7 Top Management Books Worth Reading

Few people are born to manage, most are taught to manage. And, while it's extremely helpful to have a management mentor early in one's career, more often than not, managers must turn to outside sources. Brick and mortar and online bookstores abound with management books to help the novice as well as the life-long learner who wants to keep polishing his craft. Here are seven key business management books you, as a manager, need to read in order to improve your managerial skills as well as your people management abilities. Whether you take one of these books with you to the beach to bone up during the slow days of summer or hunker down in the chill of winter, each one offers insight and words of wisdom sure to aid in the successful growth of your career.  

Now Discover Your Strengths

This is a truly great book by the Marcus Buckingham and Donald Clifton duo. You can use the insights offered in this book to help you understand your own strengths (and weaknesses) better. Understanding your weaknesses, and where you need improvement, is critical to your career development. You can also use it to help you understand your team better.

First, Break All the Rules

Gallup's Marcus Buckingham and Curt Coffman have gone far to summarize in this management book the results of their extensive, in-depth study that profiles great managers. The managers (who ultimately became the focus of the duo's research) excelled at developing their employee's specific talents and growing their employees into top performers. These managers, as the title explains, don't hesitate to break any rule that conventional wisdom says must be followed. These two authors literally broke the mold.

The New Yorker Book of Business Cartoons

There's a reason the icon The New Yorker cartoon has been gracing the pages of The New Yorker magazine for over a century. These cartoons not only make people laugh, they make people think. Like the films of Woody Allen, the cartoons are funny because they are true. This collection of cartoons is not just an enjoyable read but reinforcement that the annoyances and challenges you experience at work, are universal.​

Communicate with Confidence!

Each year, Dianna Booher teaches thousands of people how to communicate more effectively at work, at home, or any other given situation. This book distils Ms. Booher's tips into one compact source and offers you advice for increasing your ability to think on your feet and communicate verbally with others in a confident manner.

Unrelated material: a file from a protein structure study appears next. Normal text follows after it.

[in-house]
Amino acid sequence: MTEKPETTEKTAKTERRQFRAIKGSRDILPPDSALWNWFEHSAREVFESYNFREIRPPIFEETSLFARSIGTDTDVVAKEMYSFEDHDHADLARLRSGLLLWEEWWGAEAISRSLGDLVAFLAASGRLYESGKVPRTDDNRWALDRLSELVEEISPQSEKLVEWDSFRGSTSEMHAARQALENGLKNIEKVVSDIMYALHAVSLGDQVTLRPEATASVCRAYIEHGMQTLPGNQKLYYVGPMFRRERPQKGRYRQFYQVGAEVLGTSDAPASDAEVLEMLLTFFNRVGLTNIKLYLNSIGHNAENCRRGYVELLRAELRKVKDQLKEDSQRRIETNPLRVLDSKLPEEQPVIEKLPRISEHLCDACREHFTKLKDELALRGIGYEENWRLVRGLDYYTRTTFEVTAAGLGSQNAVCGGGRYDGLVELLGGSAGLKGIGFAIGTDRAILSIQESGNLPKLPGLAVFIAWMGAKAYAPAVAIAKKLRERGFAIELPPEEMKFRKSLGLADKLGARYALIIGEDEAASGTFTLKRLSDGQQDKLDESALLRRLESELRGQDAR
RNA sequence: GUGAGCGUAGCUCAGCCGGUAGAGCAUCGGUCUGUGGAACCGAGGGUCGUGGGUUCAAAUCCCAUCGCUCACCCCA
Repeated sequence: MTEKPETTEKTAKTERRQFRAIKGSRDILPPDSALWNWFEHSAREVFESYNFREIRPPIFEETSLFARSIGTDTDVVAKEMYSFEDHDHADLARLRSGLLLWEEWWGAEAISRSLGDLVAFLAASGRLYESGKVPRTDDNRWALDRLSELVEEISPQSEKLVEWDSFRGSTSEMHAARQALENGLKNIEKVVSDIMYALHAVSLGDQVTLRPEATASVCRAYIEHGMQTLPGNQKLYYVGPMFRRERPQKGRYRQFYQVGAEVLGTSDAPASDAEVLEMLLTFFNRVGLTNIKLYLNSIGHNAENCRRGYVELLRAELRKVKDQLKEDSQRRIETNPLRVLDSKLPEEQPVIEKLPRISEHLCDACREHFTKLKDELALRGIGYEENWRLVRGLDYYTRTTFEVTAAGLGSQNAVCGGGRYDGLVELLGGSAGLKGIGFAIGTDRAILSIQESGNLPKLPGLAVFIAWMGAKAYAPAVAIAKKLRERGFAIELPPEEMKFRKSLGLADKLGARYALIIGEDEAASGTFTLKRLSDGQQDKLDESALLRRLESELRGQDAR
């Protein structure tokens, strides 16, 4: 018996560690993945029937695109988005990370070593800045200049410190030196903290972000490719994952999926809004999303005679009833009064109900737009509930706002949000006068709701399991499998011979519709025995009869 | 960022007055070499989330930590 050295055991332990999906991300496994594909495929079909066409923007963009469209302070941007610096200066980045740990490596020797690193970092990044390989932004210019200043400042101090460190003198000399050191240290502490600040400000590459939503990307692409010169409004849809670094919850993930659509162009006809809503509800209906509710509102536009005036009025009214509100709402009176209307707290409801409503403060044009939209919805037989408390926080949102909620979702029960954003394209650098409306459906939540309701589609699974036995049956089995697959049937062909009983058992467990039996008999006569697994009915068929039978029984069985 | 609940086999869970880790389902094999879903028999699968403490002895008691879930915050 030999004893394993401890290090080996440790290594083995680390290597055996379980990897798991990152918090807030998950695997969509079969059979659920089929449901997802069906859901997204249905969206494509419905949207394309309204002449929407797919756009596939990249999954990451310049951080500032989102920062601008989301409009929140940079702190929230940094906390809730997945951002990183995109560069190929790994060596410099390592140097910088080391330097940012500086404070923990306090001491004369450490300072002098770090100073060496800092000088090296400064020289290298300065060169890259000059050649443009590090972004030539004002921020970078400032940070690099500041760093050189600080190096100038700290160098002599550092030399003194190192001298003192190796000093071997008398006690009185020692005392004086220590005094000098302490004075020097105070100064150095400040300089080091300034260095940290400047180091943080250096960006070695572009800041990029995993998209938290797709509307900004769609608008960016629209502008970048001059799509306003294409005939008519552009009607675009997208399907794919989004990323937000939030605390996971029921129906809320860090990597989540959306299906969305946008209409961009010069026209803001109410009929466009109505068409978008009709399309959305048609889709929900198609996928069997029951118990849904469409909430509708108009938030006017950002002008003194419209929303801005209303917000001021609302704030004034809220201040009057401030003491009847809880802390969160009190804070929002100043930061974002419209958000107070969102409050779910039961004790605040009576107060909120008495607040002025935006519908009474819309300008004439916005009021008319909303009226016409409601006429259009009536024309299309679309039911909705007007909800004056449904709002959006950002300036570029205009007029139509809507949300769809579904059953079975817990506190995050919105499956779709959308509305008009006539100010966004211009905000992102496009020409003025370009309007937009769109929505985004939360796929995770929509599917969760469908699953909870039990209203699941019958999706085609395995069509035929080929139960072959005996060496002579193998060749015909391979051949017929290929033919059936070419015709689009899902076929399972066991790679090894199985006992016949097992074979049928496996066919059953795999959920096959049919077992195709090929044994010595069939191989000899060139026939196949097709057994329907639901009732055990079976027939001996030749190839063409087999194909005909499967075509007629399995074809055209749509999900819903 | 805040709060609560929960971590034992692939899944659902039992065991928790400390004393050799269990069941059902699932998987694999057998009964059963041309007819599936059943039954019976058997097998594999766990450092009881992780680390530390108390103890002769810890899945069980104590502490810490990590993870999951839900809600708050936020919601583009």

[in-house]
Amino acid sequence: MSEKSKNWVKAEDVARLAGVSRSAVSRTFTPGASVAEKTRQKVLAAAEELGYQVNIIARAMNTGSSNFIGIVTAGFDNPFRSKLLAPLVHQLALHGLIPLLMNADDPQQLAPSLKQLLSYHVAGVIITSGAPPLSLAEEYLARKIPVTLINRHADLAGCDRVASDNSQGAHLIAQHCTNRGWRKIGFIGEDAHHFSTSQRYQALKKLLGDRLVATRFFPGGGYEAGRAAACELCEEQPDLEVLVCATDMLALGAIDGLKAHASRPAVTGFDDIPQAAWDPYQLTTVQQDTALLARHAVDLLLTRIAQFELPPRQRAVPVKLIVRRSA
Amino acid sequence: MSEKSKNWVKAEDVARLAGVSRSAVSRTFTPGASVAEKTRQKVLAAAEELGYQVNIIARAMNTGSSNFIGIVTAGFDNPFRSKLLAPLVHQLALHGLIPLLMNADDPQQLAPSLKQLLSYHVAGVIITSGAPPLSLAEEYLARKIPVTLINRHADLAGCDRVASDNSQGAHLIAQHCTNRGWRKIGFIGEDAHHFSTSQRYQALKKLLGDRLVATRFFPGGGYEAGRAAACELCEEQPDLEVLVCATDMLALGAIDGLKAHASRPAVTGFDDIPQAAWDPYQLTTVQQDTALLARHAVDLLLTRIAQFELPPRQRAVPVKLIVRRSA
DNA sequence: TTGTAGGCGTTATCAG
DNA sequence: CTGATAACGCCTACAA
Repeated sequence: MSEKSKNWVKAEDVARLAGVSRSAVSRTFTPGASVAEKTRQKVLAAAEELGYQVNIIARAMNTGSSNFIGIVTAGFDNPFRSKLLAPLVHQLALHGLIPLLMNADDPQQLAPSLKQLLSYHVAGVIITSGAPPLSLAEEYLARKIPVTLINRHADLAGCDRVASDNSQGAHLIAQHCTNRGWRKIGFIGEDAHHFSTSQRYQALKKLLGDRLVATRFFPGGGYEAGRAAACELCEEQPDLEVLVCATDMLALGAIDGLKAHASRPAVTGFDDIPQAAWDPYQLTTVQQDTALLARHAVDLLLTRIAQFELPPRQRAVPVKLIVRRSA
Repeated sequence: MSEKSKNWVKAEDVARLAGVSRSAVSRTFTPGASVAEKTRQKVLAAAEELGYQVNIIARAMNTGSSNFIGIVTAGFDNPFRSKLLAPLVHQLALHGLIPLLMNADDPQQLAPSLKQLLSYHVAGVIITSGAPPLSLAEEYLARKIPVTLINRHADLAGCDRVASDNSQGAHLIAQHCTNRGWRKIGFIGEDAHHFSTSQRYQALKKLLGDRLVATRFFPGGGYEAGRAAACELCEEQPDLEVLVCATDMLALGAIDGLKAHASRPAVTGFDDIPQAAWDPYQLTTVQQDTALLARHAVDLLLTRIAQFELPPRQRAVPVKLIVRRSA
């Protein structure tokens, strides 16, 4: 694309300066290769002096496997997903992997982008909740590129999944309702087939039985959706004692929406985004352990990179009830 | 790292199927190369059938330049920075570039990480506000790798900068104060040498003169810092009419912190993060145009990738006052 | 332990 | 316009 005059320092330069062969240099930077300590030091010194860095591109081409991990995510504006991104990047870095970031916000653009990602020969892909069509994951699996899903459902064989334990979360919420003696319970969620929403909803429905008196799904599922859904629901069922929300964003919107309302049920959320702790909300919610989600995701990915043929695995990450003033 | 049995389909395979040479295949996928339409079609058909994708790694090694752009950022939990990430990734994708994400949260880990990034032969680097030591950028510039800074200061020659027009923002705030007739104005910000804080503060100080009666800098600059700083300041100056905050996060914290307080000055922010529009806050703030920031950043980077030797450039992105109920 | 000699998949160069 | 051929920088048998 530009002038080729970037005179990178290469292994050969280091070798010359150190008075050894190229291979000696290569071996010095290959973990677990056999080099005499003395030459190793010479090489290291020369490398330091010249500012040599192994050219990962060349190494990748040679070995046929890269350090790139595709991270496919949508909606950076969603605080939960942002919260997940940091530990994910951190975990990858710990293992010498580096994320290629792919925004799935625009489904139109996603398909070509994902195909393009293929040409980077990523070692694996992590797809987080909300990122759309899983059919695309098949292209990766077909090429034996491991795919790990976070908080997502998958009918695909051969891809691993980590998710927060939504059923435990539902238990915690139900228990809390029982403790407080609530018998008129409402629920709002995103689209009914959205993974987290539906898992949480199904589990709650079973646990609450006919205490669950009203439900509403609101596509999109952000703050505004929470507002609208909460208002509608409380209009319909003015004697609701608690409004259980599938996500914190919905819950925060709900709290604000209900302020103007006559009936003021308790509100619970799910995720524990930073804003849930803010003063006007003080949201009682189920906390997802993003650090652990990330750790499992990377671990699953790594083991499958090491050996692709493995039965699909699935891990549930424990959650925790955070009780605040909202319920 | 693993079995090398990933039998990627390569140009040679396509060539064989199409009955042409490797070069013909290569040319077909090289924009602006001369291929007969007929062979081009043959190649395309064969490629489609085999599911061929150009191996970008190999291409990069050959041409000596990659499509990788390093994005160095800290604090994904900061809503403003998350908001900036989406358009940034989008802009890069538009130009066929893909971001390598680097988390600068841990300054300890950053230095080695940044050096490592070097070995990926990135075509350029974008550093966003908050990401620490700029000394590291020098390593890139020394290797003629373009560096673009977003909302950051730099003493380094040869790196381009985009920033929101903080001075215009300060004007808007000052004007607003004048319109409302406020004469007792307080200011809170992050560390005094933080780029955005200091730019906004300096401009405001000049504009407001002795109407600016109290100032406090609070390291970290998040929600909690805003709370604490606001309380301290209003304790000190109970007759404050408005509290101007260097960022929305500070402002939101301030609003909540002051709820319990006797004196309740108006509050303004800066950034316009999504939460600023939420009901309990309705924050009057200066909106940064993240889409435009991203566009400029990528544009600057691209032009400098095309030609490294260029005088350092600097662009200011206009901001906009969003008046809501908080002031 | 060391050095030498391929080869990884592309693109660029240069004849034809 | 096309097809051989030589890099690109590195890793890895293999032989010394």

Executive Thinking

The full title of this book is "Executive Thinking: The Dream, The Vision, The Mission Achieved". However, the author, Leslie Kossoff, revealed in an interview that she usually refers to the book as "Dare to Dream." That's because most professionals in an executive position are afraid to do just that. If you're undecided about buying the book and read the interview with the author first, you may find it hard to resist putting in a rush order to get your hands on a copy. 

Good To Great

Author Jim Collins fondly calls "Good To Great" a "prequel" to his hugely successful business book "Built To Last," which set a target for all managers. However, that book left out critical information for those professionals struggling to move their companies from "Good To Great" as opposed to those trying to (merely) hold on to greatness. This important missing piece is clearly identified in Collins' "Good To Great".

The 16 Personality Types, Descriptions for Self-Discovery

This book is an interesting twist on the very popular 16 personality types by Myers Briggs that breaks up personalities into over a dozen kinds of people. If you purchase this book it's advisable to ask yourself if you think there is a difference between the term management style and communication style. Many successful managers believe that the most important management skill is the ability to communicate effectively, hence they are one and the same.